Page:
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Insight & Opinion

Commercial property rental value growth hit 7-year high in 2014

Author: Jerald





The rate of growth in rental prices hit its highest level for seven years in the last quarter of 2014, according to the latest figures released by property company CBRE.

In the last few years, the residential market has been the shining star when it comes to rental increases, but investors in the commercial sector are also now starting to see returns that make their assets very favourable.

At the tail end of last year, it was reported that annual returns were nearing some 20 per cent for the commercial property market, and now CBRE has reported that in the final three months of the year, rental prices climbed by more than they have in any single quarter since September 2007.

In the final quarter, rental value growth sat at 3.8 per cent, markedly higher than the 2.8 per cent that was in evidence in the same period at the end of 2013. CBRE added that the rate of increase had been steadily getting faster and faster throughout the whole of 2014.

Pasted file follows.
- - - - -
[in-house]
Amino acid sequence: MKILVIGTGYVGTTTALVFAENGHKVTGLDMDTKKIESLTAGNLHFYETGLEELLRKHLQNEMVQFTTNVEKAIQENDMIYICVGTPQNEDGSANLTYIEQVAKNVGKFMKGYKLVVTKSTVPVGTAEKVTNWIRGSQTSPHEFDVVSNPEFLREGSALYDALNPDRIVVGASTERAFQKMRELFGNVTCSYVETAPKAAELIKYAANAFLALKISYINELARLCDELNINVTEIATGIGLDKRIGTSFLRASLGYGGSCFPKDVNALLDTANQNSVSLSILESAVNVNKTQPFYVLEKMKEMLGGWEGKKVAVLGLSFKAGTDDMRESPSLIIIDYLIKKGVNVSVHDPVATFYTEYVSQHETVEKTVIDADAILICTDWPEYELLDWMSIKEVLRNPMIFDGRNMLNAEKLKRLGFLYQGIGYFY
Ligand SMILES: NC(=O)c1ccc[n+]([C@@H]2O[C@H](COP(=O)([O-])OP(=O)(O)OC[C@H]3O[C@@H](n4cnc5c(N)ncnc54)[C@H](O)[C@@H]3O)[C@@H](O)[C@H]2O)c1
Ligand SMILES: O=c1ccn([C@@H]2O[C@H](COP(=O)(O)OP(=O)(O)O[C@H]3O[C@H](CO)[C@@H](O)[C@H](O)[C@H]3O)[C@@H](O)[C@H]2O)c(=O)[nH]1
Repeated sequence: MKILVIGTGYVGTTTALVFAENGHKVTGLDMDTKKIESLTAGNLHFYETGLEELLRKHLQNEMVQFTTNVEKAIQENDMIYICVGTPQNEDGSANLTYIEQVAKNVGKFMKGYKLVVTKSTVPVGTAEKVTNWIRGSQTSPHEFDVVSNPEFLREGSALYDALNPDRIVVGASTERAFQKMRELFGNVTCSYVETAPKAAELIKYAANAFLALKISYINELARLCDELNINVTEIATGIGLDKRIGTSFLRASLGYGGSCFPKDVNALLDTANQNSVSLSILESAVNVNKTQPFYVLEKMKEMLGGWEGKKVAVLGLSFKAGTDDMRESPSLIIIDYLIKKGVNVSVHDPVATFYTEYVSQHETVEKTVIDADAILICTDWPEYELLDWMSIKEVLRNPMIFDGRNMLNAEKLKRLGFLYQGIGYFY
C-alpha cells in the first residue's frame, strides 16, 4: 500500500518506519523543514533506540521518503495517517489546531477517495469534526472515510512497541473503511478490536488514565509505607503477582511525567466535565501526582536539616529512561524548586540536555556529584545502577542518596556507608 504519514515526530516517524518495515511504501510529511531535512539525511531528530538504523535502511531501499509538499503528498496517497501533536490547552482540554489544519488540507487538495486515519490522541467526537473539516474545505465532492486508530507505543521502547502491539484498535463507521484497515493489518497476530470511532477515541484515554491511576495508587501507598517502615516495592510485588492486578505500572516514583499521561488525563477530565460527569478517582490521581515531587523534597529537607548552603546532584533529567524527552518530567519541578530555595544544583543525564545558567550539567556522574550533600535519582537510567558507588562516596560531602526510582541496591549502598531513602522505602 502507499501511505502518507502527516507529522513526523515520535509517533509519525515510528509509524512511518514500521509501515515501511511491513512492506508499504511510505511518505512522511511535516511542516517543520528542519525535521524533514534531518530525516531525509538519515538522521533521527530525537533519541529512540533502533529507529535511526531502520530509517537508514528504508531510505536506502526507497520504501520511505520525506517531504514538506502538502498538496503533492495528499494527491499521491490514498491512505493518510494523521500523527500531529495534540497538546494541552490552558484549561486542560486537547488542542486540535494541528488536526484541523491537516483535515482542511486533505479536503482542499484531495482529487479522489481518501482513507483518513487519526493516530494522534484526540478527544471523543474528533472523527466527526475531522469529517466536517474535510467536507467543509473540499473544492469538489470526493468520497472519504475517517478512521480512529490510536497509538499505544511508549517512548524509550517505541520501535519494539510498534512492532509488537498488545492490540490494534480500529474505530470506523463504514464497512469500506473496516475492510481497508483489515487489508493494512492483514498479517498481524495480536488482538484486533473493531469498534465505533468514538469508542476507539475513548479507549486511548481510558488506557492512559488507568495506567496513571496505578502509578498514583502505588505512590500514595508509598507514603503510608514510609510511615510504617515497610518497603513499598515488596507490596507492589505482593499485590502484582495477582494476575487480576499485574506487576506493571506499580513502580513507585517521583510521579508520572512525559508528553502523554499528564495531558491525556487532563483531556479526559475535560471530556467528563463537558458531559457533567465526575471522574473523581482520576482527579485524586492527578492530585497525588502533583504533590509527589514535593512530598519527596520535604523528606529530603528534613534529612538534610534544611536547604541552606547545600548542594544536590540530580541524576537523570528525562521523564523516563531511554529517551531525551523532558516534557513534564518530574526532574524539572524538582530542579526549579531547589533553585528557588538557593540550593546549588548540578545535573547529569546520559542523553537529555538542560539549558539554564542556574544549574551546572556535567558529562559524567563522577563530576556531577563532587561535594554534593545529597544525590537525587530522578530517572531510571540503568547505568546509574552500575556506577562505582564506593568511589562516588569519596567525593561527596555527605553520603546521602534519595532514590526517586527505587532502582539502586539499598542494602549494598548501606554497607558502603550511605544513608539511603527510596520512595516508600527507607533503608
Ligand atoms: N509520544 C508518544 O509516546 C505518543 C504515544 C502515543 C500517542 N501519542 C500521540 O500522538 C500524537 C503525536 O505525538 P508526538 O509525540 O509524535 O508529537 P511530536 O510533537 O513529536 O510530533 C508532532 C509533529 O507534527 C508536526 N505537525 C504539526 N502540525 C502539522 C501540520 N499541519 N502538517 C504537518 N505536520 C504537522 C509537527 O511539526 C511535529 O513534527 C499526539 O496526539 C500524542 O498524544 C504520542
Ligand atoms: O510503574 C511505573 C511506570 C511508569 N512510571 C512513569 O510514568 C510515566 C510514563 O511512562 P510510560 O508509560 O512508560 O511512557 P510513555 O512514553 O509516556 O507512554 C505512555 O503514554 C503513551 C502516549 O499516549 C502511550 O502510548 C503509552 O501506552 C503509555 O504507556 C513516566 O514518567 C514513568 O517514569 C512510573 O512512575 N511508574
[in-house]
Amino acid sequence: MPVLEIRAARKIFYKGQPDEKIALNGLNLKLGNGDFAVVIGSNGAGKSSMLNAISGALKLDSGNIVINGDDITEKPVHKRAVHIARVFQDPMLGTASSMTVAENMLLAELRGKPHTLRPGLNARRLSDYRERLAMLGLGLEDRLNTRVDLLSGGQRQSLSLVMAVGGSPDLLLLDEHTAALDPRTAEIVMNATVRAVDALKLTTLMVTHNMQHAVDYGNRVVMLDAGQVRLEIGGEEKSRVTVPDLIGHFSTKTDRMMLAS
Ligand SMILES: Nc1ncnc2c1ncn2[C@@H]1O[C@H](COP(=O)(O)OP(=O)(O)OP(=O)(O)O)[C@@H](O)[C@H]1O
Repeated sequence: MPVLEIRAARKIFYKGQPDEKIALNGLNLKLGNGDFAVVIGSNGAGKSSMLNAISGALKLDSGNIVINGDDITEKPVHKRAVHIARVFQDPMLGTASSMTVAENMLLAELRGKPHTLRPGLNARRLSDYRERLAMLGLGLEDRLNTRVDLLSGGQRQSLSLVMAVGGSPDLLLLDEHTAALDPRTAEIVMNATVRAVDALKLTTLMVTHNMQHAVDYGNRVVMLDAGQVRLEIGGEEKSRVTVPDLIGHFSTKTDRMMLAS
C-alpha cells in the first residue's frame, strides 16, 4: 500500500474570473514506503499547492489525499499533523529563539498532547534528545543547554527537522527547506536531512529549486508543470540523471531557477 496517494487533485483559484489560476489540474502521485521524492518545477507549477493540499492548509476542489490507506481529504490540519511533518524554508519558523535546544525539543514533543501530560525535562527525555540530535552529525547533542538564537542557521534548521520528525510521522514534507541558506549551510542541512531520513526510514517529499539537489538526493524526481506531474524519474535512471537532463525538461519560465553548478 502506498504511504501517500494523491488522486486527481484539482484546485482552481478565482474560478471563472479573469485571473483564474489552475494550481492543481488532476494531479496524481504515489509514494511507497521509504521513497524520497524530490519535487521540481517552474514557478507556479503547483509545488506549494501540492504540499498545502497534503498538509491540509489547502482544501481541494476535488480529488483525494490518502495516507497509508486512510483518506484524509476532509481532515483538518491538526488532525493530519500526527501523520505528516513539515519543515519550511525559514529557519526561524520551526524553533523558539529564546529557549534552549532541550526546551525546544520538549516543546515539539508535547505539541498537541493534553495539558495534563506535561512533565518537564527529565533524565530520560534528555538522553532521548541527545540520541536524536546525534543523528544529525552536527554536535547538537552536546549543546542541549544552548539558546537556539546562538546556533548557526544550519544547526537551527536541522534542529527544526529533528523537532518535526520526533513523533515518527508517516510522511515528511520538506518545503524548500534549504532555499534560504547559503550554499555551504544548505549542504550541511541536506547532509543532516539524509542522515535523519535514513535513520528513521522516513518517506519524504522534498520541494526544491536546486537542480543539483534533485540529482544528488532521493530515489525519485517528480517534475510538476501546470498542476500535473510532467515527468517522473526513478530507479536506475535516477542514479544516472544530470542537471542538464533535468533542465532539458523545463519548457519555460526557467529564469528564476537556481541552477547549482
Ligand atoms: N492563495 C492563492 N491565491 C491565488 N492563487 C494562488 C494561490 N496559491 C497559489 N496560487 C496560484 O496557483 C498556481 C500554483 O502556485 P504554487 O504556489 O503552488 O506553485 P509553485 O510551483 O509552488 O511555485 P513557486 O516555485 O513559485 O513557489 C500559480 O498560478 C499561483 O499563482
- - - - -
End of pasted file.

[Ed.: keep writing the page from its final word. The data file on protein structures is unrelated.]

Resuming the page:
“During 2014 we have seen prime rental growth strengthening across many UK markets. Prime yields also recorded a substantial improvement, reflecting the growth in investment activity over the last year,” said Michael Haddock, CBRE senior director.

“At a national level, total transaction volume reached £61.7 billion in 2014 compared to £54.5 billion in 2013 and just beating the total reached in 2006,” he added.

Across the year, the office market, which has been improving for some time now, was once again the real star of the sector in terms of capital gains, with investors across the whole of the UK seeing their stock rise in value over the course of 2014.

However, in the final quarter, it was shopping centres and retail warehouses that started to shine and show promise moving towards the New Year. Both of these areas had seen some sharp declines during the first three quarters of the year, but in the final three months, they managed to stabilise, giving investors some sort of promise that this year may be better for their property.

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